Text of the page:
'Journey's End': The Horrors Of War in The Trenches

Hugh Dancy, left, and Justin Blanchard star in the exceptional revival of R.C. Sherriff's World War I drama,
Hugh Dancy, left, and Justin Blanchard star in the exceptional revival of R.C. Sherriff's World War I drama, "Journey's End," about a group of British officers fighting in the front-line trenches of France. (By Paul Kolnik)
By Peter Marks
Washington Post Staff Writer
Friday, February 23, 2007

NEW YORK -- The gripping effect of "Journey's End" is not merely akin to watching an old war movie. At times, it's like being in one.

That's how realistically the terrifying sounds of the front-line bombardments are re-created in the exceptional revival of R.C. Sherriff's World War I drama that opened last night at the Belasco Theatre. Set in a dank, candlelit officers' dugout in a British trench line in France, the play is a jarring slice of life on the precipice of violent death.

You can't help but commune with the predicament of the hunkered-down soldiers, as the noise of the incoming shells -- courtesy of skillful sound designer Gregory Clarke -- grows ever more disconcertingly immediate. In the trenches and the theater aisles, we are all meant to feel like sitting ducks.

Of course, it's not only the horrors of the War to End All Wars that this production intends to summon. The high-pitched shriek of the mortar fire also puts you in mind of improvised explosive devices and other macabre innovations of warfare in our own time -- and of a latter-day war that never seems to end.

As much as any battlefield calls forth images of waste as well as courage, "Journey's End" could be called antiwar. But the documentary skill of the playwright -- an insurance agent who served in the war with the 9th East Surrey Regiment -- suggests a work whose aim is for psychological rather than political impact. The realism of the play, first produced in the late 1920s, was a sensitive issue for London audiences still coming to grips with the Great War's devastating toll.

What holds up today is Sherriff's humane treatment of the various men in the trenches, from the young commanding officer (Hugh Dancy), who blunts his anguish with whiskey, to the older lieutenant Osborne (Boyd Gaines) who's careful to leave his wedding ring in a safe place after being chosen for a dangerous mission behind enemy lines. Gaines is wonderful in the role of the thoroughly decent schoolteacher-turned-soldier who accepts with touching composure the sacrifice he is required to make.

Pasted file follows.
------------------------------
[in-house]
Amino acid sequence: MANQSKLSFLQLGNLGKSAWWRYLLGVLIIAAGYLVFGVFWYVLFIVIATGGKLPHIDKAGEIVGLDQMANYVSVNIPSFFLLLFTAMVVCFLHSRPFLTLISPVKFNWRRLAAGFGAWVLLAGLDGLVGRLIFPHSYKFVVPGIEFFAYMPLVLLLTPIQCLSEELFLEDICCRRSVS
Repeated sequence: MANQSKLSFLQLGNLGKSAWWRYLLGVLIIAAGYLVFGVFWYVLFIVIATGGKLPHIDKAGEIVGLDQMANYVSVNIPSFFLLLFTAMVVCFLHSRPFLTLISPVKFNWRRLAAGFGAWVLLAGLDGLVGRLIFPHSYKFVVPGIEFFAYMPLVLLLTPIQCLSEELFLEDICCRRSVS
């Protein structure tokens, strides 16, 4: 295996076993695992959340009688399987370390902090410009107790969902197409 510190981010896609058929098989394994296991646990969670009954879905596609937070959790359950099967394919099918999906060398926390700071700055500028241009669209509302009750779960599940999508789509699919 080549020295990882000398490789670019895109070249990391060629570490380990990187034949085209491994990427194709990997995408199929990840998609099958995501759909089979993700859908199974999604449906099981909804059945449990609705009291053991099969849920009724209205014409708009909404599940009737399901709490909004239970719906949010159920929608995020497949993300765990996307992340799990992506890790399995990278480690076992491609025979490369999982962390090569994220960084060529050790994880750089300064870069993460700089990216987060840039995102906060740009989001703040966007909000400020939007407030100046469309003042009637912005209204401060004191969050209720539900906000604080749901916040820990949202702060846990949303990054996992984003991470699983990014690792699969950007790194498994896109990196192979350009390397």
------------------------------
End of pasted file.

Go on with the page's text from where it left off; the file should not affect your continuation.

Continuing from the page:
Indeed, all the actors have been well chosen by director David Grindley (who staged a version of this production in London). Jefferson Mays, who won a Tony playing a cross-dressing collaborator of the East German secret police in "I Am My Own Wife," delivers another finely embroidered performance here, as the private in charge of the officers' mess. Among the drama's strengths is how it suggests that although class distinctions count in the foxholes, they don't matter quite as much as rank.

Mays's Pvt. Mason, for instance, comes across as efficiently subordinate yet never servile, while the equally proletarian 2nd Lt. Trotter (a swell John Ahlin) is accepted without prejudice into the officers' privileged inner sanctum.

Although it's an ensemble piece examining a spectrum of responses to war, "Journey's End" takes as its most compelling band the arrival of a newly minted officer (Stark Sands), who was a few years behind Dancy's Capt. Stanhope at some hallowed English school. Sands's 2nd Lt. Raleigh is as guileless and eager as Stanhope is hardened and bitter. The comradeship dictates that Stanhope's authority be respected no matter how unstable he seems. His long duration on the front lines accords him the right to act out his paranoia and despair.

Sands, in a sense, allows us to gauge how the corrosive war has changed Stanhope. The desperate conditions, the omnipresent threat, the flawed decisions of the high command have all fueled Stanhope's deterioration, and Dancy flies off the handle grandly.

Sherriff tries, too, to portray what the long lulls in the fighting are like, and it's only in this wait for the inevitable, ugly turn of events that "Journey's End" begins to flirt with the predictable.

Still, Grindley takes this gritty subject head-on, in a way that makes every character sympathetic, even the cowardly officer feigning illness for a chance to go home, and the captured German soldier, whimpering in fear. Set designer Jonathan Fensom makes of the dugout a deeply satisfying underground maze that is confining in the great claustrophobic tradition of "Das Boot."

In light of the subtler sequences of "Journey's End," the kabooms! that rock the Belasco might be a bit too jarring for some. Then again, the cruelty of war can never thunder too loudly.

Journey's End, by R.C. Sherriff. Directed by David Grindley. Costumes, Jonathan Fensom; lighting, Jason Taylor; technical supervisor, Larry Morley. With John Curless, John Behlmann, Justin Blanchard, Richard Poe, Kieran Campion. About 2 hours 10 minutes. At Belasco Theatre, 111 W. 44th St., New York. Call 212-239-6200 or visit

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